‘After 50 years, the truth about SA’s most famous literary romance is revealed” – SUNDAY TIMES, SA
In a telegram dated 29 April 1963, thirty-year-old Afrikaans poet Ingrid Jonker thanks André Brink, a young novelist of twenty-eight, for flowers and a letter he sent her. In the more than two hundred letters that followed this telegram, one of South African literature’s most famous love affairs unfolds. Jonker’s final letter to Brink is dated 18 April 1965. She drowned herself in the ocean at Three Anchor Bay three months later.
More than fifty years on, this poignant, often stormy relationship still grips readers’ imaginations.
In December 2014, three months before his death on 6 February 2015, André Brink offered these never-before-seen letters, as well as personal photo- graphs, for publication.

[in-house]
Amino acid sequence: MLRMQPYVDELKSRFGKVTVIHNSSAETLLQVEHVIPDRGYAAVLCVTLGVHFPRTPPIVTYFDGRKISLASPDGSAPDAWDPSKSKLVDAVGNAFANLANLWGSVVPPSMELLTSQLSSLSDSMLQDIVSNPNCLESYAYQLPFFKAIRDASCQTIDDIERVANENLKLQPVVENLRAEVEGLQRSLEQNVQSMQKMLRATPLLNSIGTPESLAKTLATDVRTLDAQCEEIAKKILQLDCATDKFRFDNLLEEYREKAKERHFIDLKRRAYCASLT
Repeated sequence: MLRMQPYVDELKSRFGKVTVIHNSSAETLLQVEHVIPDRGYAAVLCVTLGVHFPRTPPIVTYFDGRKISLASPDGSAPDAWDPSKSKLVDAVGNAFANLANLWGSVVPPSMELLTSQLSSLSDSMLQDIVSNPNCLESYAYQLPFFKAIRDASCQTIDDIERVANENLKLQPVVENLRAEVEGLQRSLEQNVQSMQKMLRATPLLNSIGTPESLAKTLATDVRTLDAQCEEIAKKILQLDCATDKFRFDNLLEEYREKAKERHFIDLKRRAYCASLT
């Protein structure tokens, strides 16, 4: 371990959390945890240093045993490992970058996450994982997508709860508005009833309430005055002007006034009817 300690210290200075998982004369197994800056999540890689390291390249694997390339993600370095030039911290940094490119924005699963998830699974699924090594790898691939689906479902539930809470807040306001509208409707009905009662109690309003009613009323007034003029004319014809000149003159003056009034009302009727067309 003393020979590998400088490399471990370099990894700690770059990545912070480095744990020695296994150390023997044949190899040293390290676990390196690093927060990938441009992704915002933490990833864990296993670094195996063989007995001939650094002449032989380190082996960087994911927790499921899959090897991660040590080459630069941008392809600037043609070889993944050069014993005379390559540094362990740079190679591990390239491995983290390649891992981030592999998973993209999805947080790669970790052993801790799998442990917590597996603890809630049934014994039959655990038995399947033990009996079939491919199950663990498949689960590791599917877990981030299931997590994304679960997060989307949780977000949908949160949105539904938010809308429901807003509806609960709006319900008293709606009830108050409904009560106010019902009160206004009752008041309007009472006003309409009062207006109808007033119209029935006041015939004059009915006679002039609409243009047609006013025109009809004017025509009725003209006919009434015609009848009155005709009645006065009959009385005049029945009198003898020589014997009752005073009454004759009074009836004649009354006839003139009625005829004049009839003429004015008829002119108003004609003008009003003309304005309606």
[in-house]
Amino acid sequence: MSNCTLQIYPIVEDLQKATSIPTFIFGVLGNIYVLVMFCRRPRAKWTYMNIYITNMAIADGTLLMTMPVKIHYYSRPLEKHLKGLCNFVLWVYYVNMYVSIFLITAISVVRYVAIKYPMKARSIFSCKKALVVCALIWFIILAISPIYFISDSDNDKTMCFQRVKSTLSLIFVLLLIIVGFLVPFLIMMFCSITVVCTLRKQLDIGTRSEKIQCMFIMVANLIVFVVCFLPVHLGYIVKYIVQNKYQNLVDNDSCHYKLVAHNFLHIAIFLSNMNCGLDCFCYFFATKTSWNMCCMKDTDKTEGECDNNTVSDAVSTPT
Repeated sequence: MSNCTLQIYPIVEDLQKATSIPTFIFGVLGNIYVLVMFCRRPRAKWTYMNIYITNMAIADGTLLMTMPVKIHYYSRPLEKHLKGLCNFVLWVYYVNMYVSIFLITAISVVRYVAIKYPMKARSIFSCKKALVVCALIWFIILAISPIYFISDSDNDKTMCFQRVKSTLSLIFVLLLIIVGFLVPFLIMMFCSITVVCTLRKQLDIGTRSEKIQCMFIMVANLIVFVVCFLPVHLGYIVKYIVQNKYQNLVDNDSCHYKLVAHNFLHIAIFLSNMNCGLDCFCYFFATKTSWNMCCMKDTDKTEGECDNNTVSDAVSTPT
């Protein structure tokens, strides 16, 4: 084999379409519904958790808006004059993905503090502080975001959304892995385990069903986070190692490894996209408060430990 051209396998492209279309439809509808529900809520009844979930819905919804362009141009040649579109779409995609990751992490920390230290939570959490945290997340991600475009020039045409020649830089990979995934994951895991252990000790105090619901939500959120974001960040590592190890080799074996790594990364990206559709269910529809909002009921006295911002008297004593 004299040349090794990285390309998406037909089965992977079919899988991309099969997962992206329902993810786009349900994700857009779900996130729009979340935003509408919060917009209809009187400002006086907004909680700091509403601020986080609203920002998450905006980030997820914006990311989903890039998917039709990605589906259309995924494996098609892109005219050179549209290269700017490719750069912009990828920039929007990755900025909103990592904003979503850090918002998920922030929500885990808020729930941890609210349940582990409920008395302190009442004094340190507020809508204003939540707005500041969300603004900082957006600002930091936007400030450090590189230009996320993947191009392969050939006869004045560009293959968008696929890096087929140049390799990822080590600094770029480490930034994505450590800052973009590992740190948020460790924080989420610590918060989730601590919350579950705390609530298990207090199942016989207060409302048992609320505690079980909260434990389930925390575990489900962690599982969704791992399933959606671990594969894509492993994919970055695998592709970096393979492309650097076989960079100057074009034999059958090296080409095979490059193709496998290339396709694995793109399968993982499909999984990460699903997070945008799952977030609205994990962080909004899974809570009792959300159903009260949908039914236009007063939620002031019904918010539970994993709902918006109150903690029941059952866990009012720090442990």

“Don’t, for God’s sake, Ingrid, go ahead with what you wanted to do in Jan [Rabie]’s house. I don’t have, nor do I want, any reasonable grounds to persuade you. Perhaps I’m urging you purely for my own selfish considerations. But don’t. You should still ‘make’ poems like ‘Begin somer’, ‘Dood van ’n maagd’, ‘Bitterbessie dagbreek’, ‘Art poétique’, the series ‘In- tieme gesprekkies’; and we should again ‘make’ that which you can’t ‘make’ in Afrikaans: love.”
– AB, 21 April 1963
“You should really not call the book Die ambassadeur. No one will buy it … it’s such a dusty old title.” – IJ, 1 May 1963
“Do you think it wise to visit Bartho [Smit] and Stephen [Etienne le Roux] together (the two of us together)? In any case, I won’t stop you – I’m just interested! Because when I re- ceived your beautiful letter, I treated the matter as a hot top secret. To date, Juliana Bouws is the only one who knows – I had to tell someone !”
– IJ, 20 November 1964
Rights: rights available
Publisher: Penguin Random House, imprint Umuzi, South Africa
Publishing date: November 2015
Agent: Bieke van Aggelen
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